Interfacing biomusic and autism: what are the everyday ethics of representing the physiology of what moves us

Renseignements sur le financement
Social Sciences and Humanities Research Council
  • Type de subvention: Subventions Connexion
  • Année: 2016/17
  • Financement total: $25,000
Mots clés
Chercheur(e) principal(e)

Aucune organisation partenaire n’a été touvée.

Sommaire du projet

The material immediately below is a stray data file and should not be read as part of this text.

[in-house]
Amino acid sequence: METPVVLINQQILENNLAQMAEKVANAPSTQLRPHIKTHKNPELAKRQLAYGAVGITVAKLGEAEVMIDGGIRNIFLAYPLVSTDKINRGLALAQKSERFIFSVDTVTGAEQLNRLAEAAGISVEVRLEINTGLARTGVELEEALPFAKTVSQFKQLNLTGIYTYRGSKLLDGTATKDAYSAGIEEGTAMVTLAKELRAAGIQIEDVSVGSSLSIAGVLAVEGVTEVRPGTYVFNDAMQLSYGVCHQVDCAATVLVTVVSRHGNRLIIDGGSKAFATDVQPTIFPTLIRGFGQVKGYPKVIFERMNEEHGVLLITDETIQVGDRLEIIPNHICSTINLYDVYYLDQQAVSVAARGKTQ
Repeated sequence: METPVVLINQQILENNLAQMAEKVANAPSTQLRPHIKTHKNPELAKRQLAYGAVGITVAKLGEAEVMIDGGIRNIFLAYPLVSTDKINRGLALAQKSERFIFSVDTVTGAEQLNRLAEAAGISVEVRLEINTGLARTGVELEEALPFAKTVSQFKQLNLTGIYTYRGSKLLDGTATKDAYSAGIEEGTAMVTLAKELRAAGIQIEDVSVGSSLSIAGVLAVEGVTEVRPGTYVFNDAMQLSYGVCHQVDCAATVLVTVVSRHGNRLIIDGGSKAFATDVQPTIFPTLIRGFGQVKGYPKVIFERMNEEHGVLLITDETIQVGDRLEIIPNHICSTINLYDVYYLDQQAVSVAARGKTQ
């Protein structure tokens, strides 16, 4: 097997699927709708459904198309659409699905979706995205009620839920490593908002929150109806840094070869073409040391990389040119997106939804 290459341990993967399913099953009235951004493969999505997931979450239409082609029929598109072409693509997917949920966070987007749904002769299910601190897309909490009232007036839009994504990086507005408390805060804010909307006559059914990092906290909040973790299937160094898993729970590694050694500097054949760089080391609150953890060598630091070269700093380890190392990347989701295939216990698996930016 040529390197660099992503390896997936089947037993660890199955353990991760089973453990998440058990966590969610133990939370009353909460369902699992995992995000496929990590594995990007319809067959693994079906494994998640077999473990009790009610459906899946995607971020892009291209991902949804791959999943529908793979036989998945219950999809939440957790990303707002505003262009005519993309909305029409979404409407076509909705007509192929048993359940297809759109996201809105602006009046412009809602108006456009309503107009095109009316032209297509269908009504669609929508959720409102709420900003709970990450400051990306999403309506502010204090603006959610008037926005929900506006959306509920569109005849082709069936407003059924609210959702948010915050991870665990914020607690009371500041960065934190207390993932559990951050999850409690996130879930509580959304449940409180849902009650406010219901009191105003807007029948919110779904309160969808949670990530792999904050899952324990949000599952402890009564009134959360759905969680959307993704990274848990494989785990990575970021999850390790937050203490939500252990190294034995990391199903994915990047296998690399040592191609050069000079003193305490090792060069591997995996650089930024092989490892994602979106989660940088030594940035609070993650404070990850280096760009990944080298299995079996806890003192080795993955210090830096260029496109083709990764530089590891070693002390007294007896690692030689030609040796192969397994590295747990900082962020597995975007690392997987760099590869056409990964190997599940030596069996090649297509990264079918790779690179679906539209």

The purpose of our project is to support a citizen-led initiative to create the first autism-friendly city in Canada. The increasing global prevalence rates of autism, associated stigma, and resulting social exclusion requires innovative collaboration across different sectors of society. In this three-day initiative, we bring citizen stakeholders together with engineers, universal designers, academic scholars, and industry representatives who have vested interests in the technological manifestations of physiological states, in order to explore the productive uses -- and potential misuses -- of biomusic in creating inclusive communities. Biomusic, the translation of physiological signals into music, has been shown to increase the personhood and presence of vulnerable individuals who do not communicate in expected ways. We will explore the potential benefits of using biomusic as an assistive technology for communication across diverse abilities to communicate and to increase acceptance of neurodiversity. We will host our initiative in spaces intended to reflect the intersectoral character of our project. Our outreach initiative begins with a public town hall held at Salon 1861, a space for social innovation situated in Little Burgundy neighborhood in Montreal in which local community stakeholders, many of whom are parents of children with autism, will present on their current work related to developing an inclusive city, including the challenges they are encountering. On the second day, the community stakeholders, along with leading scholars in the humanities, social and natural sciences, will learn about and experience biomusic technology at the Montreal Science Center and Museum of Fine Arts. These events will anchor dialogue across public and private, scholarly and lay languages on the potential benefits and challenges of using biomusic in everyday life. Finally, we will close with a public forum discussing and synthesizing the results of the initiative at the Centre for Interdisciplinary Research in Music Media and Technology, Schulich School of Music, McGill University. Our three-fold objective is to provide 1) real world solutions by cutting across the silos of science and art, public and private, non-profit and commercial entities, in order to 2) be at the service of citizen-led initiatives, in which 3) scholars, emerging scholars and students across academic disciplines can generate new ideas in a stimulating context where the accountability of research to actual everyday concerns is a priority. Expected outcomes include 1) a citizen-informed design brief for biomusic technology, which includes considerations of everyday ethical concerns or types of tensions created during interaction with others when what individuals consider the best good come into conflict, 2) enhanced curriculum and learning experiences for students, and 3) expanded collaboration and research partnerships to support autism-friendly city initiatives.

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